# Approximating atan without a math library

I've been googling around for a solution to this problem. I've seen a number of ways to calculate atan(theta) for any -1 <= theta <= 1, but I am not sure what to do when theta is bigger or smaller than those bounds.

I assume I need to add or subtract multiples of pi to offset it? Is this line of thinking correct?

Currently I have:

``````double my_atan(double x)
{
return x - (x*x*x)/3 + (x*x*x*x*x)/5;
}
``````

Which is using the taylor series.

And for the following code,

``````int x;
for (x=0; x<M_PI*2; x++)
{
printf("Actual: %f\n",    atan(x));
printf("Approx: %f\n", my_atan(x));
printf("\n");
}
``````

It quickly loses control (as expected, as it's out of range):

``````Actual: 0.000000
Approx: 0.000000

Actual: 0.785398
Approx: 0.866667

Actual: 1.107149
Approx: 5.733333

Actual: 1.249046
Approx: 42.600000

Actual: 1.325818
Approx: 187.466667

Actual: 1.373401
Approx: 588.333333

Actual: 1.405648
Approx: 1489.200000
``````

Not pictured here, but the output is fairly accurate when theta is within the appropriate range.

So my question is what steps exactly need to be taken to the my_tan function to allow it to support wider bounds?

Been staring at this for a while and so any guidance that can be offered would be much appreciated

• Lookup CORDIC for an efficient algorithm or implement the Taylor series as outline on the corresponding Wikipedia article (it only terminates for |x| < 1 so you need to scale the argument appropriately). – fuz Feb 3 '16 at 17:41
• Taylor is bad for this due to poor convergence rate and convergence radius. There are better techniques: best discovered by searching, but a Newton Raphson I believe works well. – Bathsheba Feb 3 '16 at 18:11
• keyword: cordic atan uio.no/studier/emner/matnat/ifi/INF5430/v12/… – user3528438 Feb 3 '16 at 19:17
• For a single-precision implementation, see this question – njuffa Feb 4 '16 at 1:52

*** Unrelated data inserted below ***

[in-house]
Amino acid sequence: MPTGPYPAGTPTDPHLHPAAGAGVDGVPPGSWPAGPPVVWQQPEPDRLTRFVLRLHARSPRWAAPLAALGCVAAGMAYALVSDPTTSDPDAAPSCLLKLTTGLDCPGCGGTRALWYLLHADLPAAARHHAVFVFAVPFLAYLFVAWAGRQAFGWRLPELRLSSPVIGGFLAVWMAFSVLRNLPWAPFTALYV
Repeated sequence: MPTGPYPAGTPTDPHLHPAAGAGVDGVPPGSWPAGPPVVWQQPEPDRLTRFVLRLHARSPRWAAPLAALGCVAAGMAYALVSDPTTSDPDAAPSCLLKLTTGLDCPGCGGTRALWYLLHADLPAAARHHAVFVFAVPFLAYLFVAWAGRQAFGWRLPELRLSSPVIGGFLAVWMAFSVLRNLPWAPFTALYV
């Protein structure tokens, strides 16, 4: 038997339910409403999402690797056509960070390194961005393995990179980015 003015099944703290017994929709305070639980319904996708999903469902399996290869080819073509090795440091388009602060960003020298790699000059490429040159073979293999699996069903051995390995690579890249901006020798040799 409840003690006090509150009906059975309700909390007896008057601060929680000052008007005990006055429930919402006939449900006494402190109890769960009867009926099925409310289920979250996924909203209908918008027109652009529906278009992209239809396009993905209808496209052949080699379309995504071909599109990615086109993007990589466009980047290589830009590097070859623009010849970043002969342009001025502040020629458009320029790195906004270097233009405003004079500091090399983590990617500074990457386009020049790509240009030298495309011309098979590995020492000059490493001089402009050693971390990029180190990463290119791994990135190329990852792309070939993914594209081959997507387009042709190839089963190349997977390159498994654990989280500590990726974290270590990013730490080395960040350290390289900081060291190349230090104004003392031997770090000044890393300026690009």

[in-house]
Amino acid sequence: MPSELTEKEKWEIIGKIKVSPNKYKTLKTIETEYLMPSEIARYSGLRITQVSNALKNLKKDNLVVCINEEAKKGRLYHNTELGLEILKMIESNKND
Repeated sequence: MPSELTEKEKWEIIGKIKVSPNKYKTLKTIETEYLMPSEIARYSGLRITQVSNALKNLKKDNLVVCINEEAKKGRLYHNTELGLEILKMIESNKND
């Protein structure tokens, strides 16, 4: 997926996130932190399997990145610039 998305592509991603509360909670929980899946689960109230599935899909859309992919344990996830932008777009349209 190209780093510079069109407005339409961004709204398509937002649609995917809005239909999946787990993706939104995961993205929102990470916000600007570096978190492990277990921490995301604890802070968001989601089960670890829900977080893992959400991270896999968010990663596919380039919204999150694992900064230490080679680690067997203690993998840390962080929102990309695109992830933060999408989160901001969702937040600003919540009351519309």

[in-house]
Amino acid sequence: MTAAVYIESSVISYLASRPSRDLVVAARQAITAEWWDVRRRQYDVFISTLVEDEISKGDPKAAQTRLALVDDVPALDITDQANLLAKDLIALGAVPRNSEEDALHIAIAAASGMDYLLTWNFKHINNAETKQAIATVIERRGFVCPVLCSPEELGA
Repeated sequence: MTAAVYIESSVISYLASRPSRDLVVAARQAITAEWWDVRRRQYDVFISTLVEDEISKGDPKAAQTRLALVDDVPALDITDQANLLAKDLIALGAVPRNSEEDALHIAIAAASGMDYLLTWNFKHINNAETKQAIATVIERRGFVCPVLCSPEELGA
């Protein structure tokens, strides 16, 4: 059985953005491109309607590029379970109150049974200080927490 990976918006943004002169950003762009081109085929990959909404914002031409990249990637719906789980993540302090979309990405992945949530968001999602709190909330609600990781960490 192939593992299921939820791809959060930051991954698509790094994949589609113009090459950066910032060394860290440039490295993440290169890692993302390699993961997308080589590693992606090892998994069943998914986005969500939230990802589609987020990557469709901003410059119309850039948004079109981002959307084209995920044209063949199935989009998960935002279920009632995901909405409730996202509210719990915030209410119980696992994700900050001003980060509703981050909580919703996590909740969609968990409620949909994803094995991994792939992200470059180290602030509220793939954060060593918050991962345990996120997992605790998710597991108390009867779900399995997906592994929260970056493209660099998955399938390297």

• the domain of arctan function is not the angles, its (-inf,inf). Get used to use the syntax 'atan(x) = theta' – crbah Feb 15 '16 at 10:10

Let me complete your example and talk about some things that might help:

``````#include <stdio.h>
#include <math.h>

double my_atan(double x)
{
return x - (x*x*x)/3 + (x*x*x*x*x)/5 - (x*x*x*x*x*x*x)/7;
}

int main()
{
double x;
for (x=0.0; x<M_PI*2; x+=0.1)
{
printf("x: %f\n",    x);
printf("Actual: %f\n",    atan(x));
printf("Approx: %f\n", my_atan(x));
printf("\n");
}
}
``````

The term `int x` is an integer and you are approximating large angles. try to use doubles here you get no conversioncast errors.

Now to your problem. The Taylor series you use only works if your |x| < 1.

Taylor Series get inaccurate the more you get away from a given point or in your case zero (0+x).

That series works well up to `pi/4`, even at that point it is very inaccurate but larger values get very bad. So for smaller angles it works well enough.

• Shouldn't that be a 7 instead of 5? – Vicente Cunha Feb 3 '16 at 18:29
• You are right, fixed, thanks! – Gerhard Stein Feb 3 '16 at 20:21

The solution I used for a fixed point library was a minimax approximation using the Remez algorithm. Even there, I used a different set of coefficients for three ranges: 0 to 0.5; 0.5 to 0.75, and 0.75 to 1. With that breakdown I was able to get 1 ULP accuracy.

Then you need good argument reduction to get the argument in range. In my case I used a good reciprocal function for arguments over 1. Here are the identities:

``````atan(-x) == -atan(x)

atan(x) == pi/2 - atan(1/x) // for x > 1
``````

There is a nice blog post on Taylor vs. Remez approximations here; at that site is also a Remez toolkit for finding the coefficients you need.

• Good thoughts about the issues +1. Not impressed with the blog post as it centers on absolute error over the interval and not relative error which is akin to `ULP` measurement. – chux - Reinstate Monica Feb 3 '16 at 22:06
• @chux, about halfway through the lolremez toolkit tutorial there is a "switch to relative error" lolengine.net/wiki/doc/maths/remez/tutorial-relative-error – Doug Currie Feb 3 '16 at 23:21
• @DougCurrie still missing one identity to maintain performance and accuracy as if `x>0.8` the Taylor series approach starts to converge more and more badly (the closer it gets to `1`). I am using `atan(x)-atan(y)=atan((x-y)/(1+x.y))` see my C++ atan,asin – Spektre Jun 17 '18 at 8:18